Updated: Aug 11, 2022
At the barn!
It's kind of an interesting story, actually. You see, I hated school. It wasn't interesting to me and the kids were just plain mean. It is shocking how terrible kids can be and sadly it seems to be getting worse (I couldn't have imagined worse back then!). I had massive amounts of anxiety and panic attacks and was bullied. I didn't help the cause any by intentionally isolating myself from most people. I went to school and did what I had to do in order to slide by and then I got the hell out of there. I did not participate in clubs, I didn't do sports, I even took extra language classes so I didn't have to do things like music and art and band....nope, none of that was for me. (Side note: I took 4 years of French, 3 years of German, 2 years of Spanish and I am barely fluent in English). Anyway, I was also not allowed to have a job. My parents told us that our job was school since there would be plenty of time to work when we were older. However, they were not OK with me doing nothing else.
In high school when it was pretty damn clear I wasn't joining any kind of group activity, I was basically told that if I didn't find something else to do that could occupy some of my time outside of school that might look good on a college application, then they would find me something. Looking back now I really can't remember if I found the barn or if my parents did, but either way, that's where I ended up. I had been riding horses on and off since I was about 7 years old and we have a couple people in our family with disabilities so that worked for me too. It was fitting The barn was a non-profit facilitative equestrian therapy barn that ran on volunteers to provide a safe and inclusive barn and riding experience for people with varying needs: Cerebral Palsy, blindness, deafness, Down Syndrome, ADHD, Autism and probably others I can't think of at the moment. Prior to volunteering at this barn, I had never met a person with Autism. I clicked with these autistic riders immediately. I loved watching, listening and learning about how their brains worked and how they saw and experienced the world differently. They were intriguing and inspiring and the awesome changes I watched through their riding was just incredible. I couldn't get enough. Watching the families see how much their kids were capable of was one of my favorite parts of volunteering there. Some of these kiddos were severely affected by their Autism and would have massive, and sometimes violent, meltdowns, but the second they got on their horse, or started brushing them, they calmed. You could see that agony melting away and see their true colors start to shine through again-every human deserves to feel that kind of peace and I watched it wash over people over and over and over again. The pride on their faces and their parents tear streaked cheeks as they watched their kids do amazing things on those horses and at the barn...it was humbling to be part of it and I wanted more.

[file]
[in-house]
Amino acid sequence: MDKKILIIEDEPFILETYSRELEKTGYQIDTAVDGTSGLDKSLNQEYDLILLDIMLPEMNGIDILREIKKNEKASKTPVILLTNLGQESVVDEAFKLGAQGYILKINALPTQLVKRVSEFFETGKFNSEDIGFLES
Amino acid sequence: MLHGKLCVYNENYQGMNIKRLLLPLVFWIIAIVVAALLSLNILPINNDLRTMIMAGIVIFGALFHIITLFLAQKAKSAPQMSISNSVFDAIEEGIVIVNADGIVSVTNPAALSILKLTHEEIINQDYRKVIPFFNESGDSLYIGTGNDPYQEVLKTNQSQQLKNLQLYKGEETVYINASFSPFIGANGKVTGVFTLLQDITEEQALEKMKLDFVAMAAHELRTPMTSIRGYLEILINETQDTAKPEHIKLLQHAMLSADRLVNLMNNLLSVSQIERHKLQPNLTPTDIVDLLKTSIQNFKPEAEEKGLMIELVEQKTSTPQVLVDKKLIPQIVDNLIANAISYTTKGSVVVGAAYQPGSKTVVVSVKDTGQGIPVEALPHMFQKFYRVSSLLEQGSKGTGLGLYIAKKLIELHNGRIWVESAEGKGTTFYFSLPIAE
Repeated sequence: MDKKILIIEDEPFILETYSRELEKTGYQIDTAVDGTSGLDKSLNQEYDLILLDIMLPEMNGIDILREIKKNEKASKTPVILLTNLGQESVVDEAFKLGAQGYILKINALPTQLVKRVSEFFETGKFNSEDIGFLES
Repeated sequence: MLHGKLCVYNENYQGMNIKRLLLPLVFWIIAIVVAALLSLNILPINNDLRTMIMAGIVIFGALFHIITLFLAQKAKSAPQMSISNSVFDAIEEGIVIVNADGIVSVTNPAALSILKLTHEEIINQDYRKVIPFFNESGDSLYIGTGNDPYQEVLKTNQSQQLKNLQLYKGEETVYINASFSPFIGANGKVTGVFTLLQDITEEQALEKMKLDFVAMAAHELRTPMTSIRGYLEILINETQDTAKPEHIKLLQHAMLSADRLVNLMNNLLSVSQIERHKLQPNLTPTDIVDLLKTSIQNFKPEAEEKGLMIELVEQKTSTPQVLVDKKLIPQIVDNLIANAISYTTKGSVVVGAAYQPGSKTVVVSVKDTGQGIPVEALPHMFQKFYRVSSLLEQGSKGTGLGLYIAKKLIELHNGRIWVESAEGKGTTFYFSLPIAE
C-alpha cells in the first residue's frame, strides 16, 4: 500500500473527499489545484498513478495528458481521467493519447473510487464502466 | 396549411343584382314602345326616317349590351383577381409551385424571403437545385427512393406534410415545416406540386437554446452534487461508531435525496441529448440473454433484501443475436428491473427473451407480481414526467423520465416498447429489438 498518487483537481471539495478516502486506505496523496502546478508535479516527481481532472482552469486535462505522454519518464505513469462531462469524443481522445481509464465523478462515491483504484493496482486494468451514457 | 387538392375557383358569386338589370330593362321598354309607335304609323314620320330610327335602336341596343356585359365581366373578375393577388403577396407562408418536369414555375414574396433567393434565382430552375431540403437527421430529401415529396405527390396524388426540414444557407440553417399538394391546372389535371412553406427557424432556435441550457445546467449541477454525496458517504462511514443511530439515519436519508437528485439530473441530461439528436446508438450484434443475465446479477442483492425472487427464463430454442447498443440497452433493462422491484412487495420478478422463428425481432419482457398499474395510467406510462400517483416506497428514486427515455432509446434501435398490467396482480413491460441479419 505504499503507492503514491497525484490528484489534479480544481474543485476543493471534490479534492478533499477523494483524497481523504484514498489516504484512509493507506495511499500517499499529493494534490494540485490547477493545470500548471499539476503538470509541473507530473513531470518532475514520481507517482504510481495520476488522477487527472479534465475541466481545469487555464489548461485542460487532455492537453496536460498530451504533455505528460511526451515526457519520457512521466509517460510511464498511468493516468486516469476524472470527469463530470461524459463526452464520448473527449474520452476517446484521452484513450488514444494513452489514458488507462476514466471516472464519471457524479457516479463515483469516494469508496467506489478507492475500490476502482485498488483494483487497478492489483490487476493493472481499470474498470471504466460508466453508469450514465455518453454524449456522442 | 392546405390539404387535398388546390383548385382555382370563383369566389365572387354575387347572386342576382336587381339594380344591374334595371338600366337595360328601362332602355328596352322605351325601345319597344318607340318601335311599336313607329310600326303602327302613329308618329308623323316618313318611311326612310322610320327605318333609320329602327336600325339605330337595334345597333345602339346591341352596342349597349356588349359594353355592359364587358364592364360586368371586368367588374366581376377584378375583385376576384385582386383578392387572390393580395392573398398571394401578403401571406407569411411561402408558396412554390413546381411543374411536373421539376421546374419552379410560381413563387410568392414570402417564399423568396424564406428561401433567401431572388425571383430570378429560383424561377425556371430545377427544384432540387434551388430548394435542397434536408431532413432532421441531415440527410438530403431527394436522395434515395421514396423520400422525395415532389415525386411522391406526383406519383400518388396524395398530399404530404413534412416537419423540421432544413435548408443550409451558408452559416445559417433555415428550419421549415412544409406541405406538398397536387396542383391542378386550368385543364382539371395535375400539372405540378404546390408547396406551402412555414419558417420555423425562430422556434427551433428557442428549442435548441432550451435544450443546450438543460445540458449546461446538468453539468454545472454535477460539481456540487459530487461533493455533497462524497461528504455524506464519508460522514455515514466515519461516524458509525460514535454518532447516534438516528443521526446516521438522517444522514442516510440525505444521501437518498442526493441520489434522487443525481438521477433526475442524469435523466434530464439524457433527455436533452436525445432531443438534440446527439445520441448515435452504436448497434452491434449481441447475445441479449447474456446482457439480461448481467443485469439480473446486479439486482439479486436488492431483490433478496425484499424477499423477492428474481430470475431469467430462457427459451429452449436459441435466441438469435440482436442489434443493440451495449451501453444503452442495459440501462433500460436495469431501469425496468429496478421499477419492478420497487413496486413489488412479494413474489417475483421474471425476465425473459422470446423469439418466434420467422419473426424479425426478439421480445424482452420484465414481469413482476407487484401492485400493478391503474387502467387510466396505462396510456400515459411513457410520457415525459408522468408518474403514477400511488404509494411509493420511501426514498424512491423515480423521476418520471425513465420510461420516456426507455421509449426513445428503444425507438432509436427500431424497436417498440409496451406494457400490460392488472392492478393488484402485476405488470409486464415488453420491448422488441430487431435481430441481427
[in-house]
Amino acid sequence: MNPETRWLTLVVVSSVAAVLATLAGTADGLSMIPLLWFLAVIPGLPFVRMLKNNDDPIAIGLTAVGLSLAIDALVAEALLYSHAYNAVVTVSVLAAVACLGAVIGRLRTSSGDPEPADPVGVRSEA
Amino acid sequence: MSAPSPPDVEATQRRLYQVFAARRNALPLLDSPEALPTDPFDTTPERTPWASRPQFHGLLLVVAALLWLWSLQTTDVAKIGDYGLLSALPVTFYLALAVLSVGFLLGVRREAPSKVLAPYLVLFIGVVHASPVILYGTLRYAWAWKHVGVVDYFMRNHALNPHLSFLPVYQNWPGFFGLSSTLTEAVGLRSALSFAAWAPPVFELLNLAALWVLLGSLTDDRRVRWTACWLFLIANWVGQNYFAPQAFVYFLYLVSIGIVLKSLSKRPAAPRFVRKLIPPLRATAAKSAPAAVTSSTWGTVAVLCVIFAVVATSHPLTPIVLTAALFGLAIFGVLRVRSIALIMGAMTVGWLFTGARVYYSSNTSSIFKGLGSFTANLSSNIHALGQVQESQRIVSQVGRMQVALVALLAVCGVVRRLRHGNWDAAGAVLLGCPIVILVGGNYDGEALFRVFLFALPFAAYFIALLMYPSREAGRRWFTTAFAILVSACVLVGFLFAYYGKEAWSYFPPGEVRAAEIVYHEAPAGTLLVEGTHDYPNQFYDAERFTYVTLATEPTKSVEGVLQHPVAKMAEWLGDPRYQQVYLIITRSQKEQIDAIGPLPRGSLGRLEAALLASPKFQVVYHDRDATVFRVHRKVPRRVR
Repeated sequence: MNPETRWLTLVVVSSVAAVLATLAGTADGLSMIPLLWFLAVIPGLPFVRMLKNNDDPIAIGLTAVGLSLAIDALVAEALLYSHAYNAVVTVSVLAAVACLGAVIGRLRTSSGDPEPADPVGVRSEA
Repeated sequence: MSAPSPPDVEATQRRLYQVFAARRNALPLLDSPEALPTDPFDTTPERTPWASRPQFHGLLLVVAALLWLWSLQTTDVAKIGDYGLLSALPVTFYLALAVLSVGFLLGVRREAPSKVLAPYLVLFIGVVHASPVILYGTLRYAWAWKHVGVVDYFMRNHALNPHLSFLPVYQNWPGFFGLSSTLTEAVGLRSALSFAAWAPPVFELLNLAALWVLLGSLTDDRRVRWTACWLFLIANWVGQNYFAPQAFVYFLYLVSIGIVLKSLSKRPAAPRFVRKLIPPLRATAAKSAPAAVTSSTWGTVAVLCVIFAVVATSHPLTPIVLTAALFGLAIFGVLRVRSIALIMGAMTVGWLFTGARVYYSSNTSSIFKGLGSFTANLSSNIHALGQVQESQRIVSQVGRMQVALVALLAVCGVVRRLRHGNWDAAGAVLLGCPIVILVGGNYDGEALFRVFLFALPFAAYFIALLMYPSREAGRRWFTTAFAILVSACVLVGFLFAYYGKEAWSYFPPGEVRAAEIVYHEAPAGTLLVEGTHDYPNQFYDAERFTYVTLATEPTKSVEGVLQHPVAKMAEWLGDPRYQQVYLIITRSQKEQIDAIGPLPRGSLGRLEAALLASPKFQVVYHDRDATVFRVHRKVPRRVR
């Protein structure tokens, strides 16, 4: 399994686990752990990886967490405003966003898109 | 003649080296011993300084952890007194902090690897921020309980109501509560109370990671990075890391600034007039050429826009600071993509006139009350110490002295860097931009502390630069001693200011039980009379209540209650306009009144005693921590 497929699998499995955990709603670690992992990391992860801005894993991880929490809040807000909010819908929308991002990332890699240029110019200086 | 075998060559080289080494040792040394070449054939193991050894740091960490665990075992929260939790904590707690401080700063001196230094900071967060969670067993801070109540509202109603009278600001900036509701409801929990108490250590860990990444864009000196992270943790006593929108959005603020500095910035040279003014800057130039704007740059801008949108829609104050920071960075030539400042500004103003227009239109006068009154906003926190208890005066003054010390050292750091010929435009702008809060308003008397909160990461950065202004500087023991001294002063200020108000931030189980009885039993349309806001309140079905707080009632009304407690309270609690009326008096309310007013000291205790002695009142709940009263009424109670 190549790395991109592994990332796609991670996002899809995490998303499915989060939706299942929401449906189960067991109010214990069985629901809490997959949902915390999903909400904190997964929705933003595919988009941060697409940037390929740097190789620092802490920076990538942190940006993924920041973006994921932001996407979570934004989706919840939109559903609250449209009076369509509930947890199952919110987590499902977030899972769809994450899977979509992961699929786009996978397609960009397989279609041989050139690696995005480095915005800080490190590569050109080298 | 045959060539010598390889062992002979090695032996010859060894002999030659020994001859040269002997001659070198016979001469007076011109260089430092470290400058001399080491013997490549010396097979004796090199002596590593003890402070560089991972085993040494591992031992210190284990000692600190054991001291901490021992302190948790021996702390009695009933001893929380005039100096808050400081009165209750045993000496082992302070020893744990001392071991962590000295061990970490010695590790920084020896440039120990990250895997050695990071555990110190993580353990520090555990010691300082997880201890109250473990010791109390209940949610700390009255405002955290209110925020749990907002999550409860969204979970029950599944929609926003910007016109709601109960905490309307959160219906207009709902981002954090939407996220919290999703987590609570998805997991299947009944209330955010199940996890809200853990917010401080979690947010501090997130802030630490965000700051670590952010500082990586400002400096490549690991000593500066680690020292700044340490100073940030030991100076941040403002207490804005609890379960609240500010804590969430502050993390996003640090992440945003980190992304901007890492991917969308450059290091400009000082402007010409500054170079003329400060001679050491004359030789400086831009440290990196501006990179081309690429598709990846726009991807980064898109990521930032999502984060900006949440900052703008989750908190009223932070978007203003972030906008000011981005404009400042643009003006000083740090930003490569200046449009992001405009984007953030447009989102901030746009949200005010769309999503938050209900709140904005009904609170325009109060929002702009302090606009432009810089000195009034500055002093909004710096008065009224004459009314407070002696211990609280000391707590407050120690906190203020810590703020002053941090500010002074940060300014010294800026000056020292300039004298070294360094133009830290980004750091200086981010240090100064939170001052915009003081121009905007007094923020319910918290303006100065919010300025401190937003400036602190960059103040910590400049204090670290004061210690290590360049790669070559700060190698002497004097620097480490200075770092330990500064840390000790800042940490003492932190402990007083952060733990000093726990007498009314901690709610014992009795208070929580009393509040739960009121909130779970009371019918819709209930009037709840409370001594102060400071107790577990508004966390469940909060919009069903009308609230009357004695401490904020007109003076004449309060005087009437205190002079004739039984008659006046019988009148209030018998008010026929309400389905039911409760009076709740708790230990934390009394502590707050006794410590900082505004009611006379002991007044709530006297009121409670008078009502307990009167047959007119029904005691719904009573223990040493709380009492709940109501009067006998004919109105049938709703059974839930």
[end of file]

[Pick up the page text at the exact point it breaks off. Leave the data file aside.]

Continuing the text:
I volunteered at the barn for a few years doing all sorts of things; mucking out stalls, feeding horses, throwing hay, dumping/cleaning/filling water buckets, turn in/turn out, exercising the horses, side walker or leader during lessons and whatever else needed to be done. I was even on the quadrille team with another volunteer and two of our riders! Since this was during my high school years I was also thinking about college and what I wanted to do with my life. I was interested in Autism and Psychology, but wasn't sure exactly what I would do with it. So that's where I started (after a very brief detour at court reporting school where I realized that I cannot keep my mouth shut for extended periods of time and take orders from judges and lawyers LOL!).
I ended up going for Psychology for my undergrad and figured while I was there I might as well get my teaching certifications. So I'm also certified in Regular Education (K-6) and Special Education (N-21). While I was in school for Psychology and Education I realized that I really didn't want to teach a classroom full of kids, I really enjoyed behavior. I had met a few behavior specialists through working in the field and talked with them about different options moving forward. I decided to go on for my Masters in Education in Curriculum and Instruction with a focus in Applied Behavior Analysis (ABA). That course work also set me up to be eligible to sit for the boards to become a Board Certified Behavior Analyst (BCBA). So that's what I did over the next few years. Just kept following my passion of working with kiddos and families who needed support. I wanted to get the tools that would allow me to continue to watch that peace and calm wash over people. My passion is helping people. I want to empower people so they realize how capable they are. Support them so they stop doubting their abilities and their child's. Show families that they are often the greatest asset to their child's success.
I am super lucky that I was given the opportunity to find something I am passionate about as a teen. I have a fulfilling life, in part, because of finding this passion. Crazy how things work out!
Do you have a passion? How did you find it? If not and you are interested in trying to figure it out, check out this article on finding your passion.
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